FTC lawyer Laura Sullivan says, "We brought the case to stop ongoing harm and we stopped it" and "obtained strong financial relief."
There was "nothing more we would have been able to get at trial" and the absence of an admission of wrongdoing "doesn't render the relief we obtained as not in the public interest," she says. "Ultimately, Judge Bumb agreed."
Sullivan adds that the web page required "was consistent with what we do and within our discretion to do it, and so we did it."
Larkin, now with Edwards Wildman in New York, did not return a call. Neither did Maly.
The Second Circuit has not yet decided the appeal of Rakoff's ruling in the Citigroup case.
In September, Circa Direct came up in an FTC suit against Google in the Northern District of California for allegedly misleading G-mail users over how it would collect and use their personal information. Google allegedly violated an October 2011 consent order by using cookies in the Safari browser.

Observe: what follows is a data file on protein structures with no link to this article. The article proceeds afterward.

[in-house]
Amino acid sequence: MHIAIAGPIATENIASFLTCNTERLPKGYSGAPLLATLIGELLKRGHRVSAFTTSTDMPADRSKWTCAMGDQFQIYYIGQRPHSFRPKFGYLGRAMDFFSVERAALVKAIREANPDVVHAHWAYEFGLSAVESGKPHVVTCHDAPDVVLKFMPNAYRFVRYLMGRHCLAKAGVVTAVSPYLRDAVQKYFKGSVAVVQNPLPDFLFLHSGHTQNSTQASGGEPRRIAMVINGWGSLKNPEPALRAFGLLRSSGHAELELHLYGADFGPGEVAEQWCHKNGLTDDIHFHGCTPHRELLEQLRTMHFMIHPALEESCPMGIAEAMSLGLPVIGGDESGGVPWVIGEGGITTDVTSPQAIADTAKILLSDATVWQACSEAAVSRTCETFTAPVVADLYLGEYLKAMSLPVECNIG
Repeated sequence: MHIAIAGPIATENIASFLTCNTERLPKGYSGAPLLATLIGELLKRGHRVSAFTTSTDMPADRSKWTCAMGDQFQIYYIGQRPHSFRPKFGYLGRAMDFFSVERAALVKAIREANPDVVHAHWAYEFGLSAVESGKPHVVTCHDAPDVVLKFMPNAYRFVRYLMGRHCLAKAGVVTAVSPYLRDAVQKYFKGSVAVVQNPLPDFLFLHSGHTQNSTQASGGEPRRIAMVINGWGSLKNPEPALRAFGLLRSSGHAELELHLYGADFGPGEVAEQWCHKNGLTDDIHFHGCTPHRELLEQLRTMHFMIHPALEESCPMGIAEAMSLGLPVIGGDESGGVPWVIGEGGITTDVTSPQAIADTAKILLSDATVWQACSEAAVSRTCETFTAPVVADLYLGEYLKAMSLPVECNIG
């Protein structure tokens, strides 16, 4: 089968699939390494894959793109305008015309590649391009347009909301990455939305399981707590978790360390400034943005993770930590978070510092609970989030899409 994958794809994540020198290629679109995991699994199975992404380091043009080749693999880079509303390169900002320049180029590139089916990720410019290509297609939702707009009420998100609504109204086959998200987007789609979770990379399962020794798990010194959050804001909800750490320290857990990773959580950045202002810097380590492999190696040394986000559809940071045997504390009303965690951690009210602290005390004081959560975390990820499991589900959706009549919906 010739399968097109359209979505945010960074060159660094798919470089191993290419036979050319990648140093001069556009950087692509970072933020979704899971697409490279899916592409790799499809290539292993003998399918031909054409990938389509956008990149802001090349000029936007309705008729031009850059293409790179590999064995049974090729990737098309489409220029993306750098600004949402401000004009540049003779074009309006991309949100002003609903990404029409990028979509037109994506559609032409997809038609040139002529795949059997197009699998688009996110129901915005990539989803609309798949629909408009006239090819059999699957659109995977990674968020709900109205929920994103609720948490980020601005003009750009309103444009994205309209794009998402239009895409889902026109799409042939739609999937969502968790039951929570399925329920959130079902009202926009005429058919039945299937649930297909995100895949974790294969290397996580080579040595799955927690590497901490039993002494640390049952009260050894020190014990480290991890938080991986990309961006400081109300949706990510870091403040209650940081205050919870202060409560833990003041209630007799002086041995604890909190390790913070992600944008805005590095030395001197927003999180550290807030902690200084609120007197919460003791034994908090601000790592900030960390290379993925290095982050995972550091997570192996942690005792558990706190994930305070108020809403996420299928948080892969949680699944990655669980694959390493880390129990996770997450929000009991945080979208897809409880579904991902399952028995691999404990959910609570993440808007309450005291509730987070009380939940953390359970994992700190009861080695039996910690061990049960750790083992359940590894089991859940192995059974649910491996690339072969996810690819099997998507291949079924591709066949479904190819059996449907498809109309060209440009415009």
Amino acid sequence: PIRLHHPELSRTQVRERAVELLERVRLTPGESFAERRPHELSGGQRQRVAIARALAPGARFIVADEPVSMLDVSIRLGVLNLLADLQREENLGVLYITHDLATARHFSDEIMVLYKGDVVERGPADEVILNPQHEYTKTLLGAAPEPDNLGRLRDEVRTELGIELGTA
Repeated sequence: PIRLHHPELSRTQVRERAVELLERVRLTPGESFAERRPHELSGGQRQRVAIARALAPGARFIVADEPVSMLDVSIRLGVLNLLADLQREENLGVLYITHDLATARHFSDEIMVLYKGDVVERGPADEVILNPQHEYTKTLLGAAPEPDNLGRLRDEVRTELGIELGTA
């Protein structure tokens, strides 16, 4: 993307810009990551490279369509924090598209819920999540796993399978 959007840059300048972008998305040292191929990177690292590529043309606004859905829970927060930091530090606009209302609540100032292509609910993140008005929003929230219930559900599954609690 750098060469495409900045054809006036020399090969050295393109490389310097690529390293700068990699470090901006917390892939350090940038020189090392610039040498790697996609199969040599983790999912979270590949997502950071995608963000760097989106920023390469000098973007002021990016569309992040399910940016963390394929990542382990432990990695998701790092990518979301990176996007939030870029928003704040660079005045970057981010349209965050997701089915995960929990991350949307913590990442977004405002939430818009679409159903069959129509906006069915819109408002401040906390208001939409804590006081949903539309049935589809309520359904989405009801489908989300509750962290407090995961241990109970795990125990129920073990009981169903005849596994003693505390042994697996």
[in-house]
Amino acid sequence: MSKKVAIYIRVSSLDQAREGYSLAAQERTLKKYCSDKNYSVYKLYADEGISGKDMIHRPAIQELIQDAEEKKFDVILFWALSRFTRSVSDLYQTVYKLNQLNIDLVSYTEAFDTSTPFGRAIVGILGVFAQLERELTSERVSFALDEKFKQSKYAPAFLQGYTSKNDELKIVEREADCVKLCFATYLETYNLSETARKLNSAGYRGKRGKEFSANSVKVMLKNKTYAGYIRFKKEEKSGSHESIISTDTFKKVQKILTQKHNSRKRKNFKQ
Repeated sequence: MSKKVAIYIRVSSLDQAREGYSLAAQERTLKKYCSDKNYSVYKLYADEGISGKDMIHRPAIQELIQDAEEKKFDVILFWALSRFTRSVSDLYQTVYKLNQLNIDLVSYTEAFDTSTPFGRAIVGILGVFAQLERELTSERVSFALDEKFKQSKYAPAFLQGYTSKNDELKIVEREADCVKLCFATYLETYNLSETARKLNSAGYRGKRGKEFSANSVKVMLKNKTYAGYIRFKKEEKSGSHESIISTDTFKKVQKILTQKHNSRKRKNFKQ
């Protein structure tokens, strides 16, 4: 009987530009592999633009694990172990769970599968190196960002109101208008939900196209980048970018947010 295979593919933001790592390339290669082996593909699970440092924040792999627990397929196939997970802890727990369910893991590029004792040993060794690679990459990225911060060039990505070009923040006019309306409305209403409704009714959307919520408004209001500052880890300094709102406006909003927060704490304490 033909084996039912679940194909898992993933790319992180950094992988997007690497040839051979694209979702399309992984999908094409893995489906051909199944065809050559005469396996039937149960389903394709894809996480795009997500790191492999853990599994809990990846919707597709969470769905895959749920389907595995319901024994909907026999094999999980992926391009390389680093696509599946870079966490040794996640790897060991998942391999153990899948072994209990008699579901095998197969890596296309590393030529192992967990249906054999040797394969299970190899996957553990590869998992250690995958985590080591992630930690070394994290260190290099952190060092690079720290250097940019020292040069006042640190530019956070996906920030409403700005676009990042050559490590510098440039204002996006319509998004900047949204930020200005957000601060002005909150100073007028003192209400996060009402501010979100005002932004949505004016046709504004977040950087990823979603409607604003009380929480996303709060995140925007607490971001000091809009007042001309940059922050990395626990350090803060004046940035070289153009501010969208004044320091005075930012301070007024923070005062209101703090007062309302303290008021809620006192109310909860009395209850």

Consumer Watchdog, a Santa Monica, Calif.-based advocacy group, cited Circa Direct in objecting to an agreement under which Google would pay $22.5 million but admit no liability.
On Nov. 16, U.S. District Judge Susan Illston, approved the deal in U.S. v. Google, 12-cv-4177, saying the idea that a consent decree requires an admission of liability "is contradicted by legal history and precedent" and pointing out that the Circa Direct settlement was ultimately approved without it.